Document Detail

Self-expanding plastic stents for benign esophageal lesions.
MedLine Citation:
PMID:  15605003     Owner:  NLM     Status:  MEDLINE    
BACKGROUND: A benign condition is a relative contraindication to the use of self-expanding metallic stents, because these devices usually are not retrievable. The self-expanding plastic stent is removable and induces less tissue hyperplasia. This study prospectively evaluated the use of a self-expanding plastic stent to treat benign esophageal conditions. METHODS: Over 4 years, 21 patients underwent self-expanding plastic stent placement for various benign esophageal disorders, including refractory peptic (n = 2), caustic (n = 3), post-radiotherapy (n = 3), and anastomotic (n = 4) stenoses; hyperplastic (n = 5) stenosis within a previously implanted metallic stent; and anastomotic leak (n = 4) after esophagectomy. The self-expanding plastic stent was removed from all patients. Patients were followed for at least 8 months after stent removal. RESULTS: Implantation was successful in all cases. Temporary self-expanding plastic stent placement was curative in 17/21 patients, especially those with caustic and hyperplastic strictures and anastomotic fistula, all of which were treated successfully without re-intervention. Median follow-up was 21 months (range 8-39 months) after stent removal. Moreover, by inducing tissue ischemia, self-expanding plastic stent allowed delayed removal of metallic stents. Only one severe complication (tracheal compression) was encountered, and this resolved after stent removal. CONCLUSIONS: A range of benign stenosing disorders of the esophagus can be treated safely with a self-expanding plastic stent. Because the long-term results were highly favorable, self-expanding plastic stent placement could be used as the initial treatment for various conditions. Self-expanding plastic stent insertion within an esophageal self-expanding metallic stent allowed removal of the latter, theoretically unretrievable, stent.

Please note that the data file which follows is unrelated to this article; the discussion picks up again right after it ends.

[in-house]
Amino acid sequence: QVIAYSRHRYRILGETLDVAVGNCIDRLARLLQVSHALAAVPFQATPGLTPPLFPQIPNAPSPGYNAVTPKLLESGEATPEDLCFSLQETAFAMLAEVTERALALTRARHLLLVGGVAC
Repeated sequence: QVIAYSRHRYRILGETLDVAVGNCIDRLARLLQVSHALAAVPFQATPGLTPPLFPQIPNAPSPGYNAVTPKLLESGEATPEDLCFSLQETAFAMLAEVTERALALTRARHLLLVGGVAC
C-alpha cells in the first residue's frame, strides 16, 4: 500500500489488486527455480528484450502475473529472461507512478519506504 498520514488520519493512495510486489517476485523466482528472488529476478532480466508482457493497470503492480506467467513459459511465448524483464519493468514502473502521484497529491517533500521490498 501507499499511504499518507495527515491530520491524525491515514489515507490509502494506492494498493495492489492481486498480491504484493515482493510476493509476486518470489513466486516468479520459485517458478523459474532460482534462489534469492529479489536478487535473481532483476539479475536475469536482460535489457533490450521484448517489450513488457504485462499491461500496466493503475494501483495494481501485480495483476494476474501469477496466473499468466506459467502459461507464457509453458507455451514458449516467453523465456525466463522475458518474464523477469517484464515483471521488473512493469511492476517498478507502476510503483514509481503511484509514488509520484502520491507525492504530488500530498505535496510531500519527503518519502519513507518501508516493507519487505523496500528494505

Sylvie Evrard; Olivier Le Moine; Giorgia Lazaraki; Arno Dormann; Issam El Nakadi; Jacques Devière
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Publication Detail:
Type:  Journal Article    
Journal Detail:
Title:  Gastrointestinal endoscopy     Volume:  60     ISSN:  0016-5107     ISO Abbreviation:  Gastrointest. Endosc.     Publication Date:  2004 Dec 
Date Detail:
Created Date:  2004-12-17     Completed Date:  2005-03-16     Revised Date:  -    
Medline Journal Info:
Nlm Unique ID:  0010505     Medline TA:  Gastrointest Endosc     Country:  United States    
Other Details:
Languages:  eng     Pagination:  894-900     Citation Subset:  IM    
Department of Gastroenterology, Hôpital Erasme, Université Libre de Bruxelles, Route de Lennik 808, B-1070 Brussels, Belgium.
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MeSH Terms
Burns, Chemical / etiology,  radiography,  therapy
Child, Preschool
Device Removal
Esophageal Diseases / etiology,  radiography,  therapy*
Esophageal Stenosis / etiology,  radiography,  therapy*
Esophagus / injuries
Follow-Up Studies
Middle Aged
Wound Healing / physiology
Reg. No./Substance:
0/Caustics; 0/Metals; 0/Plastics

From MEDLINE®/PubMed®, a database of the U.S. National Library of Medicine

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